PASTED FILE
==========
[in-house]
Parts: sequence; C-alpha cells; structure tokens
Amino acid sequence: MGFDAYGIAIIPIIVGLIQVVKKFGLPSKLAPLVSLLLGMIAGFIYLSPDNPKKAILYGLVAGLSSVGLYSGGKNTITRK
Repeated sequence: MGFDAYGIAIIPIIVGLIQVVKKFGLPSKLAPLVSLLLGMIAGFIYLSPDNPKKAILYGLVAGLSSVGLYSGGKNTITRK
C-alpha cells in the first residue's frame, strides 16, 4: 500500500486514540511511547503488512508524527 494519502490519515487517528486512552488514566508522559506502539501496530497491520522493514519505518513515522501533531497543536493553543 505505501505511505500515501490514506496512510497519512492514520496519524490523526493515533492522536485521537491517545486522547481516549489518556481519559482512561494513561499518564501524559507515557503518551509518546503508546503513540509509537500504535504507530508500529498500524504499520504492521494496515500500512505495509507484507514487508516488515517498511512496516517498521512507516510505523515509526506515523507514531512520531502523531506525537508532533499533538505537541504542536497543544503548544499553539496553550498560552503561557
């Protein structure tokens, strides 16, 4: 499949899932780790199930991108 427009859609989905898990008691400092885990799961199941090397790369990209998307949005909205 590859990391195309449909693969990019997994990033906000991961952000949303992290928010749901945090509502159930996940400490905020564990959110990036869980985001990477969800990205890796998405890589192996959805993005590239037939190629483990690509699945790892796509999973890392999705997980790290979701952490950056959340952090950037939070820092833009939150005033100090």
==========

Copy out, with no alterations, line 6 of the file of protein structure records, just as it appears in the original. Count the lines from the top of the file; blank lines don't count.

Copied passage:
């Protein structure tokens, strides 16, 4: 499949899932780790199930991108 427009859609989905898990008691400092885990799961199941090397790369990209998307949005909205 590859990391195309449909693969990019997994990033906000991961952000949303992290928010749901945090509502159930996940400490905020564990959110990036869980985001990477969800990205890796998405890589192996959805993005590239037939190629483990690509699945790892796509999973890392999705997980790290979701952490950056959340952090950037939070820092833009939150005033100090």